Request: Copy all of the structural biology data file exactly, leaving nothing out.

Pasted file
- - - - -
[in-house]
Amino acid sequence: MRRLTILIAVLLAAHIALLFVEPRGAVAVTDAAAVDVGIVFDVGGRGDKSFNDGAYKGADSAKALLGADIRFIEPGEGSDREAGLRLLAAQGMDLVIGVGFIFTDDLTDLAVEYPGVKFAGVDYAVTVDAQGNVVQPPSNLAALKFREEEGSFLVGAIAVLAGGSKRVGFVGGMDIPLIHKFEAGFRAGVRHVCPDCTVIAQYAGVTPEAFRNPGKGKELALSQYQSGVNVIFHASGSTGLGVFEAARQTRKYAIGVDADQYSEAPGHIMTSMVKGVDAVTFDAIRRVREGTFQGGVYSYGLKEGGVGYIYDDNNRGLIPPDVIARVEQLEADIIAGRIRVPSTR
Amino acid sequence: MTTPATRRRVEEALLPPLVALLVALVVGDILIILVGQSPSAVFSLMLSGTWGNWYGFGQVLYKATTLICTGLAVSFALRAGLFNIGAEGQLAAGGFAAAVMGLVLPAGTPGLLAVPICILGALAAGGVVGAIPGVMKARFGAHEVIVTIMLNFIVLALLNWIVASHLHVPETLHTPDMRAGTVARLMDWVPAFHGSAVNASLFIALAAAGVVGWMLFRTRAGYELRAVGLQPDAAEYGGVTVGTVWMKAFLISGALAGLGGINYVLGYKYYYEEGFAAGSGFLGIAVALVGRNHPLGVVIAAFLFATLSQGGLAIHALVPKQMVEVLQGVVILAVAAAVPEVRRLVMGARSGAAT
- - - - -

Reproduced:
[in-house]
Amino acid sequence: MRRLTILIAVLLAAHIALLFVEPRGAVAVTDAAAVDVGIVFDVGGRGDKSFNDGAYKGADSAKALLGADIRFIEPGEGSDREAGLRLLAAQGMDLVIGVGFIFTDDLTDLAVEYPGVKFAGVDYAVTVDAQGNVVQPPSNLAALKFREEEGSFLVGAIAVLAGGSKRVGFVGGMDIPLIHKFEAGFRAGVRHVCPDCTVIAQYAGVTPEAFRNPGKGKELALSQYQSGVNVIFHASGSTGLGVFEAARQTRKYAIGVDADQYSEAPGHIMTSMVKGVDAVTFDAIRRVREGTFQGGVYSYGLKEGGVGYIYDDNNRGLIPPDVIARVEQLEADIIAGRIRVPSTR
Amino acid sequence: MTTPATRRRVEEALLPPLVALLVALVVGDILIILVGQSPSAVFSLMLSGTWGNWYGFGQVLYKATTLICTGLAVSFALRAGLFNIGAEGQLAAGGFAAAVMGLVLPAGTPGLLAVPICILGALAAGGVVGAIPGVMKARFGAHEVIVTIMLNFIVLALLNWIVASHLHVPETLHTPDMRAGTVARLMDWVPAFHGSAVNASLFIALAAAGVVGWMLFRTRAGYELRAVGLQPDAAEYGGVTVGTVWMKAFLISGALAGLGGINYVLGYKYYYEEGFAAGSGFLGIAVALVGRNHPLGVVIAAFLFATLSQGGLAIHALVPKQMVEVLQGVVILAVAAAVPEVRRLVMGARSGAAT